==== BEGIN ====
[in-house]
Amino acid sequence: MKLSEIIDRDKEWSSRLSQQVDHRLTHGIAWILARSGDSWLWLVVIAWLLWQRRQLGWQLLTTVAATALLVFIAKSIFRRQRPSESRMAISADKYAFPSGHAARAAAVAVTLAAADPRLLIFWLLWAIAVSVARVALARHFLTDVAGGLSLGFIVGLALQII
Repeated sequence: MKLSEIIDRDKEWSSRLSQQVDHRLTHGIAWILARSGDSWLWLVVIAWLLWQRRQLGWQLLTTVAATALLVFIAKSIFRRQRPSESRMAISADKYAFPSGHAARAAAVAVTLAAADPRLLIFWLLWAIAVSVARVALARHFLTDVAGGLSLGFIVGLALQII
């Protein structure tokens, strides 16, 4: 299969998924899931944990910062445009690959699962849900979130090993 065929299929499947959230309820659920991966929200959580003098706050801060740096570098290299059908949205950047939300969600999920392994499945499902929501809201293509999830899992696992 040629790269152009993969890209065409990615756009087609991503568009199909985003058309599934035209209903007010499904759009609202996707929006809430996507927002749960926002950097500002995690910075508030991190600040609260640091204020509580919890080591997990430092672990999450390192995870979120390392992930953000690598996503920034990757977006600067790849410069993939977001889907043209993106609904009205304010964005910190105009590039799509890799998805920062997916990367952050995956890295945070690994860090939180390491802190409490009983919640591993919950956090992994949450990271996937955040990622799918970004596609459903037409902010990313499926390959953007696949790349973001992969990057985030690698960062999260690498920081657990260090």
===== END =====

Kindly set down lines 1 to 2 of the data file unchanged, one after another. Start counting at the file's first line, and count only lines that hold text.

[in-house]
Amino acid sequence: MKLSEIIDRDKEWSSRLSQQVDHRLTHGIAWILARSGDSWLWLVVIAWLLWQRRQLGWQLLTTVAATALLVFIAKSIFRRQRPSESRMAISADKYAFPSGHAARAAAVAVTLAAADPRLLIFWLLWAIAVSVARVALARHFLTDVAGGLSLGFIVGLALQII